Charles Norvell Shaw is, to me, an interesting twig on the family tree. He was the son of Joseph Marsden Shaw and Alice Engler. Norrie was the nephew of my second great grandfather Charlie Shaw, but they were born the same year: 1866. They apparently were … accomplices … in the previously described Shaw Shenanigans!
Most of what I have learned about Norrie comes from two obituaries that are in Beatrice’s scrapbook. It seems he was a member of the Dresden Citizens’ Band, which was made up of some of Dresden’s well-to-do industrialists and merchants. Perhaps our Norrie did not exactly fit that description — his death notice states that at the time of his death in July of 1896, he was a bartender! But clearly, he was enormously popular, and well loved.
From one of the posters on the Facebook page Dresden Virtual History Group, I have learned that Reverend T. D. McCullough was the pastor of the Dresden Presbyterian Church from 1895 to 1899. He was known for his ministry to the youth of his community, although only in his 20s himself.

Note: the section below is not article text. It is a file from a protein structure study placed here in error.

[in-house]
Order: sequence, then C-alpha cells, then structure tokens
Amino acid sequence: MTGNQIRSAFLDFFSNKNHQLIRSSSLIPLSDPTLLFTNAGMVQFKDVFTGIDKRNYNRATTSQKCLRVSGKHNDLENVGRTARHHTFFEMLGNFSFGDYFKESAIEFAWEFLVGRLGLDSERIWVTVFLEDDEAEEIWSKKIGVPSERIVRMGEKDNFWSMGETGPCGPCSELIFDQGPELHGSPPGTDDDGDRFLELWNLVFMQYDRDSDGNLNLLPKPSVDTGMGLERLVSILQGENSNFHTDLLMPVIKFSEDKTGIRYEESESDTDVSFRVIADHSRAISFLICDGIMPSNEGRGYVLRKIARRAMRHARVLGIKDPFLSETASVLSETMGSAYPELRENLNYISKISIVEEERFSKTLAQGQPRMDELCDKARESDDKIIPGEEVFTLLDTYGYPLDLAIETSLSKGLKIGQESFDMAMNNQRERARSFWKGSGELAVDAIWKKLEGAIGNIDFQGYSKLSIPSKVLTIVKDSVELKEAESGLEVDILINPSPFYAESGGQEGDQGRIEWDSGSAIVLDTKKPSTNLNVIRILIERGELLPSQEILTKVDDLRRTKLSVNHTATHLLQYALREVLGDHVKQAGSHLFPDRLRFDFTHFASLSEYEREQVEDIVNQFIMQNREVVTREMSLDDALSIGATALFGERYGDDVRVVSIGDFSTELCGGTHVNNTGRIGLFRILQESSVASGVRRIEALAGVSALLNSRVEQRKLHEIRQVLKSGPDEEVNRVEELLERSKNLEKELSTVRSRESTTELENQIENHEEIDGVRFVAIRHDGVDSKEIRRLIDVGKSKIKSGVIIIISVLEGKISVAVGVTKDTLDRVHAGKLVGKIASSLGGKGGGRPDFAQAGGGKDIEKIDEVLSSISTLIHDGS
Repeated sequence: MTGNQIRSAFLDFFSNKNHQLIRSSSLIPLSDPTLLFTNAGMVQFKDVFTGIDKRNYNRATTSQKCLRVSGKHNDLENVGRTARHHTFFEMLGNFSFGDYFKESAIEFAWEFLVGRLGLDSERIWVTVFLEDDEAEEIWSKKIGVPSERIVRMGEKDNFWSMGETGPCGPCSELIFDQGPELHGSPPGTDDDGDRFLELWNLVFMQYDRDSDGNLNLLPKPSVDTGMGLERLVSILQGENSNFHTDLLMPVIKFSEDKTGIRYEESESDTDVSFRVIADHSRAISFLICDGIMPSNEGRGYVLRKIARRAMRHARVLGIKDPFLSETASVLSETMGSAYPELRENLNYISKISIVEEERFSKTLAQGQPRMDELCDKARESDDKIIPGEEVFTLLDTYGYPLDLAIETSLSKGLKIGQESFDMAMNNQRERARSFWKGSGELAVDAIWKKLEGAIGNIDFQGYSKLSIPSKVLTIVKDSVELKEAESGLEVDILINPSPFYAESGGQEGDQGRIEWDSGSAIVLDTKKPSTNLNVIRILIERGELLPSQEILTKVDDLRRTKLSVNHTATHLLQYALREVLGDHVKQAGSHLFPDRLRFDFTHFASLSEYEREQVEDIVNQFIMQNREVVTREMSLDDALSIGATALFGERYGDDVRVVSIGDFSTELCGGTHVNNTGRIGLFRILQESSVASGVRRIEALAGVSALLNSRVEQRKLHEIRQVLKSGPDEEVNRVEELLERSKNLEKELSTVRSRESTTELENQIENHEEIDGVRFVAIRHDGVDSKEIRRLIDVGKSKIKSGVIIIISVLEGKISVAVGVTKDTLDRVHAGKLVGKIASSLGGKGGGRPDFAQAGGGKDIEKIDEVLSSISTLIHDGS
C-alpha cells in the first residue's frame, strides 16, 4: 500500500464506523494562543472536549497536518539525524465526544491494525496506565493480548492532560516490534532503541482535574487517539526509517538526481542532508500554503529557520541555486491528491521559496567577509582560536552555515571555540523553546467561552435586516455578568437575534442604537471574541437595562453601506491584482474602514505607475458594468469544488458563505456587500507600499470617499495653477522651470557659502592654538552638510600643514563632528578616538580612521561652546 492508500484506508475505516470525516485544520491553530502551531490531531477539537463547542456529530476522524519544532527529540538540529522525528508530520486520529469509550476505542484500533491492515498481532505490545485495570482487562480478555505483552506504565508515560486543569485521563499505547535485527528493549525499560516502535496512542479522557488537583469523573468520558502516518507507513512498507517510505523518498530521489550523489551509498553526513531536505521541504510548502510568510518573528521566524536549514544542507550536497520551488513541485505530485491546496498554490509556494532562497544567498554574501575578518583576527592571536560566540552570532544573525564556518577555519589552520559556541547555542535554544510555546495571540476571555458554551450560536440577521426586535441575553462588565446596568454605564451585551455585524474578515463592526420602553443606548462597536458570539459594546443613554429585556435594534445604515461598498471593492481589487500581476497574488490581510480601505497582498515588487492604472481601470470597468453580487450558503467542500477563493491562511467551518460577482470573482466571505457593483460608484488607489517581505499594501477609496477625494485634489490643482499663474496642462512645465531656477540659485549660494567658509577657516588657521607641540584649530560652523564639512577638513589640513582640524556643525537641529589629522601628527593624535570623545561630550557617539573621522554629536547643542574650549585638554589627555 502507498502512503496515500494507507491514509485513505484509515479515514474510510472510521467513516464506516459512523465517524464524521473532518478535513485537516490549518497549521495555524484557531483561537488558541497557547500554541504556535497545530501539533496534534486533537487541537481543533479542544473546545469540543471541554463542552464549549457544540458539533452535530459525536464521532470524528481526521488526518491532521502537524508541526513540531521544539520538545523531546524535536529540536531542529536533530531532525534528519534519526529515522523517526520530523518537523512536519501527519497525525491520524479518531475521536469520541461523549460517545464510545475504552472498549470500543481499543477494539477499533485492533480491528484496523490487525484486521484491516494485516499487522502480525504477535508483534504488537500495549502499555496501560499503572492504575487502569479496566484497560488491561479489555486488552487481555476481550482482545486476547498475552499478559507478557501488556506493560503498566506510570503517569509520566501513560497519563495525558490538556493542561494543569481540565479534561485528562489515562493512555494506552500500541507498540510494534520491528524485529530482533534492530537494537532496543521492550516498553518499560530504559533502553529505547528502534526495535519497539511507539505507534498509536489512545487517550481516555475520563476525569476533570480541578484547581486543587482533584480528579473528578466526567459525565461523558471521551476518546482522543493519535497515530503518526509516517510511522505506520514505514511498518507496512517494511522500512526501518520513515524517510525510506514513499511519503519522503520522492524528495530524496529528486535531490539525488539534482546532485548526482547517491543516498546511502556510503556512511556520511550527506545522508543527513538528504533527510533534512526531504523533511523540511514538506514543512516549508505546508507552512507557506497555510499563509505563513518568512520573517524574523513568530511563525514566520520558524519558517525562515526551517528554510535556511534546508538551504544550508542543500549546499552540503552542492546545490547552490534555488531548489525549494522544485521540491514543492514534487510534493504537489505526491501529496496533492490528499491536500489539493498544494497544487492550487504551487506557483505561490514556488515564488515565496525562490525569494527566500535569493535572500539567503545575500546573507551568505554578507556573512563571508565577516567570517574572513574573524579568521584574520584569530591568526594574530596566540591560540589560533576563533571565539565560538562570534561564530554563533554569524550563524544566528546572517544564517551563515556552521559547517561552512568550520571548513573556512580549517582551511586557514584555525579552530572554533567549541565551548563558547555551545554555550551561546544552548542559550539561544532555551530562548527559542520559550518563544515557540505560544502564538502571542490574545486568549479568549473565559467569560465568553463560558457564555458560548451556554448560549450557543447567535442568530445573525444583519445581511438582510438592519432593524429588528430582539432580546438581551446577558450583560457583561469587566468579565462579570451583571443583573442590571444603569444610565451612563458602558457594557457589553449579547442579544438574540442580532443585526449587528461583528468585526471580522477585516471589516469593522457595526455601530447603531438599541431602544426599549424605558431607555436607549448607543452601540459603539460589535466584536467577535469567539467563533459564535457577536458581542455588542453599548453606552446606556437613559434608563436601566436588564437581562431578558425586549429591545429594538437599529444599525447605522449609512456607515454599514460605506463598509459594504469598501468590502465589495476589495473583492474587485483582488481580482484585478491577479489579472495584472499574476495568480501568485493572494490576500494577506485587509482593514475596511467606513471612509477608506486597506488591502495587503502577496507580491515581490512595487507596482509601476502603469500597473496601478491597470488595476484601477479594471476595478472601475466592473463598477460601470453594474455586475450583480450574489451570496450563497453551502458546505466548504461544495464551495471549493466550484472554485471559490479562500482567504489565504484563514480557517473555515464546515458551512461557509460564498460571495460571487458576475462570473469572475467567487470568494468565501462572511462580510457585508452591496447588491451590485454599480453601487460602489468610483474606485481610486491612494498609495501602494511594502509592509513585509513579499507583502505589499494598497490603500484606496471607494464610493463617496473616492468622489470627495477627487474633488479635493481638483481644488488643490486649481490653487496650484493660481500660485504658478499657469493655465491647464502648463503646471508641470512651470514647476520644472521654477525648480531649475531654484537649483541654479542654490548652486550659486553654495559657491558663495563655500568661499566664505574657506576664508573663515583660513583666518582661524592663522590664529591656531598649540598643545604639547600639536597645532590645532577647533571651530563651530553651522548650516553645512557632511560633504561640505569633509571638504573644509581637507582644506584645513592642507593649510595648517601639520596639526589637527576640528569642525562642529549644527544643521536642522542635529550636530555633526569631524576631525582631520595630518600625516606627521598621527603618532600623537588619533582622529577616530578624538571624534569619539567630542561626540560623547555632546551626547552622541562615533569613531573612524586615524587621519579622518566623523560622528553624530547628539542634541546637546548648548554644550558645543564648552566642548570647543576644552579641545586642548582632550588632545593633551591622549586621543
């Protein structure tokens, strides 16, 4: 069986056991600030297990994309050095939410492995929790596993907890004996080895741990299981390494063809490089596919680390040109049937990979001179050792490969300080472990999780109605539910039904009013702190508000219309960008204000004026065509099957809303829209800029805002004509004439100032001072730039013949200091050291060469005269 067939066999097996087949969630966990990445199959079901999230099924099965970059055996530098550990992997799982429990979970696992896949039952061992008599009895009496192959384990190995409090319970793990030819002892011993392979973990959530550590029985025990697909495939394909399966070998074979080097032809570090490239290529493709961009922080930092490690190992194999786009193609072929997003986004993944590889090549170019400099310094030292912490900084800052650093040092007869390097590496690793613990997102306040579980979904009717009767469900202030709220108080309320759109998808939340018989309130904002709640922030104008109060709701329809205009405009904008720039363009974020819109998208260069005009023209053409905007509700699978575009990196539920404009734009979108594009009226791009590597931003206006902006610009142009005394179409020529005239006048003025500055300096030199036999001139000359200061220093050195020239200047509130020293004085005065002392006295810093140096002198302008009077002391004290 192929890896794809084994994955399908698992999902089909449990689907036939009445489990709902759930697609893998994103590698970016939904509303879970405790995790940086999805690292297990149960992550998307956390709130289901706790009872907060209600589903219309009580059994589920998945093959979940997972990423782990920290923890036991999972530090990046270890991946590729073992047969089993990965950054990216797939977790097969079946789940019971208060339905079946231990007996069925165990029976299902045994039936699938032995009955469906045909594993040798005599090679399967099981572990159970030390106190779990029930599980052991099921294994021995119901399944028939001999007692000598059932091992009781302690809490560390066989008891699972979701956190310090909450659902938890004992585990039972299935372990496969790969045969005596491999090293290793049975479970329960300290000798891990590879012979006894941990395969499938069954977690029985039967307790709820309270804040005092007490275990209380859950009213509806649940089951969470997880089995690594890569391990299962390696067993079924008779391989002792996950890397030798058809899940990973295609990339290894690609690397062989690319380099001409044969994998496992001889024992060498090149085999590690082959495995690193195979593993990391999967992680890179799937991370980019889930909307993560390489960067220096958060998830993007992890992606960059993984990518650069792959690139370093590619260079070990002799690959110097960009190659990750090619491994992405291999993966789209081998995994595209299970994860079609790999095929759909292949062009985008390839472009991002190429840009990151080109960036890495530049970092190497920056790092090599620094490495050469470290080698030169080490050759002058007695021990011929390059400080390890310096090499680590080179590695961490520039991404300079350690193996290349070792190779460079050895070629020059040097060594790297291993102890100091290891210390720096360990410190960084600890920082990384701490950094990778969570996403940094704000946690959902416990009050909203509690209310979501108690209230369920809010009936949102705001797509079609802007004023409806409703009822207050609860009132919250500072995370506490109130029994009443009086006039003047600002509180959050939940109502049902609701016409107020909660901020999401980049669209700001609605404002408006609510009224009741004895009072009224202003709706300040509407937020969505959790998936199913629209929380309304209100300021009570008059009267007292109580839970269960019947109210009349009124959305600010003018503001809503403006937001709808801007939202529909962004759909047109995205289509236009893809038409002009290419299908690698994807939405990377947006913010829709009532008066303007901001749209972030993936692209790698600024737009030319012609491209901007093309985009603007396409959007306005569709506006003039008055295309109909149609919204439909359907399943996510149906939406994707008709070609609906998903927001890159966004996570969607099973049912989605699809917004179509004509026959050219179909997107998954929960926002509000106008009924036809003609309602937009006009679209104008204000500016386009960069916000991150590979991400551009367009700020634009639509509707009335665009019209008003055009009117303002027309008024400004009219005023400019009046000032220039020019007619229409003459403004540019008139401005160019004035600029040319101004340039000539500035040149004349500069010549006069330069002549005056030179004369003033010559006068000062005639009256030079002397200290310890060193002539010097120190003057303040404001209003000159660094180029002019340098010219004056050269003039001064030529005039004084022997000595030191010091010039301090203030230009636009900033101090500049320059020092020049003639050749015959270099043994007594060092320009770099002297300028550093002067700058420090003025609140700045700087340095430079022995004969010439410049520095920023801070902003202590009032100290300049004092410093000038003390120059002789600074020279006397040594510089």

Norrie’s death notice states that his death was caused by neurosis of the spine, which I believe is the old fashioned name for stenosis of the spine. He was only 31 years old.
Charles Norvell Shaw was buried in Dresden Cemetery with the inscription, “In my father’s house there are many mansions.”
This photo is from a composite photo of the Dresden Citizens’ Band provided to me by Marie Carter with the Dresden Virtual History Group. It is dated 1895. I can’t be at all certain that this is a photo of my ancestor, Charles Norvell Shaw — there were quite a few C. Shaws around in those days. It is dated 1895, so if it is Norrie, it was taken a year or so before his death.